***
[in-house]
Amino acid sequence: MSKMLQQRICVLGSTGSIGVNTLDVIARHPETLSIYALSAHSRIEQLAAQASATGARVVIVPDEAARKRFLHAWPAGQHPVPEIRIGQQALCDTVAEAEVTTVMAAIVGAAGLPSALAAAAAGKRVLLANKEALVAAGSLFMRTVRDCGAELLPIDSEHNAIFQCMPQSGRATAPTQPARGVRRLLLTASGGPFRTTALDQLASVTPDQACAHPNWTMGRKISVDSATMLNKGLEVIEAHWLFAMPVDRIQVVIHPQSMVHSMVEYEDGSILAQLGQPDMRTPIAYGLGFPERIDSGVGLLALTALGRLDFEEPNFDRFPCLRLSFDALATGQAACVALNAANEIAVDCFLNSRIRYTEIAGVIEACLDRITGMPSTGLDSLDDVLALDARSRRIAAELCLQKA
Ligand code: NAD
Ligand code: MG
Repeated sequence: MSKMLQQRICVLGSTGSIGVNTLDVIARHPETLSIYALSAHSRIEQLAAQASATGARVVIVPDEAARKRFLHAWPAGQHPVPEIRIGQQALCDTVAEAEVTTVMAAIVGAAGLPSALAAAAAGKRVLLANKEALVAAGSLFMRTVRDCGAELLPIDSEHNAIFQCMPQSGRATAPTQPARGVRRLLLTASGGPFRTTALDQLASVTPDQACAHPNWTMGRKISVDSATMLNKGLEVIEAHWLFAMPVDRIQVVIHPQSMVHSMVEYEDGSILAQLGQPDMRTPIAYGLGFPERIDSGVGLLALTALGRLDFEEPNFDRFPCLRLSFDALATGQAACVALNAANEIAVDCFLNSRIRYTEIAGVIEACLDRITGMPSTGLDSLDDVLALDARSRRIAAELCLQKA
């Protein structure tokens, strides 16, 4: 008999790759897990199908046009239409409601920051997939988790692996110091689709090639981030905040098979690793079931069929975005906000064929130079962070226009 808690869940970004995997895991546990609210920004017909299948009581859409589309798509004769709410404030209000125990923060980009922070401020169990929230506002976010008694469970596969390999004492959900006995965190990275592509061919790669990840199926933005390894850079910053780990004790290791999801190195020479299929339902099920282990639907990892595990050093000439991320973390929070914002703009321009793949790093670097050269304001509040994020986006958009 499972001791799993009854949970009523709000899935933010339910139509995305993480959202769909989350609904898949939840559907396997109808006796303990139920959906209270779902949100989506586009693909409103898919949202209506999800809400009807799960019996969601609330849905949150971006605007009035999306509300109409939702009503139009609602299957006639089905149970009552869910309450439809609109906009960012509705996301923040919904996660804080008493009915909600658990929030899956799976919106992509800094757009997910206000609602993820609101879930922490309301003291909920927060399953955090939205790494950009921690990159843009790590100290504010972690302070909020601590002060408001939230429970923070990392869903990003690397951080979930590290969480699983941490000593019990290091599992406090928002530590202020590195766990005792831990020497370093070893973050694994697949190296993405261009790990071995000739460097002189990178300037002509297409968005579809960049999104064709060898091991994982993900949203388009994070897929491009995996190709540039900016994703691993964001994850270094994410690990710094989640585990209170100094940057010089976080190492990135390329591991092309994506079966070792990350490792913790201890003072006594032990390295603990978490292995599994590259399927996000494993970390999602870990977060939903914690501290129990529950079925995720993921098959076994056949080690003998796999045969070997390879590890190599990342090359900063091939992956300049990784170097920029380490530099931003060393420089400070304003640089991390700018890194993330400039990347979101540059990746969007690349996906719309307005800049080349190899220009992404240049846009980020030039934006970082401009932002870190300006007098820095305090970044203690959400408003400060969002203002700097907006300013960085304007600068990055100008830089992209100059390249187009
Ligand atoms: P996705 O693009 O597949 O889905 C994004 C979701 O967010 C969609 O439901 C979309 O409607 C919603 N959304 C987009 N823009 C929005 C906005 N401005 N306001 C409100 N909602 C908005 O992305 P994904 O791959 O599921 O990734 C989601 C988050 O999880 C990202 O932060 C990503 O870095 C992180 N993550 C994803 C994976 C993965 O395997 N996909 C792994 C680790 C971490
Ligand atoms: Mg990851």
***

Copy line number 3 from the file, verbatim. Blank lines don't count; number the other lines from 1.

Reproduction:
Ligand code: NAD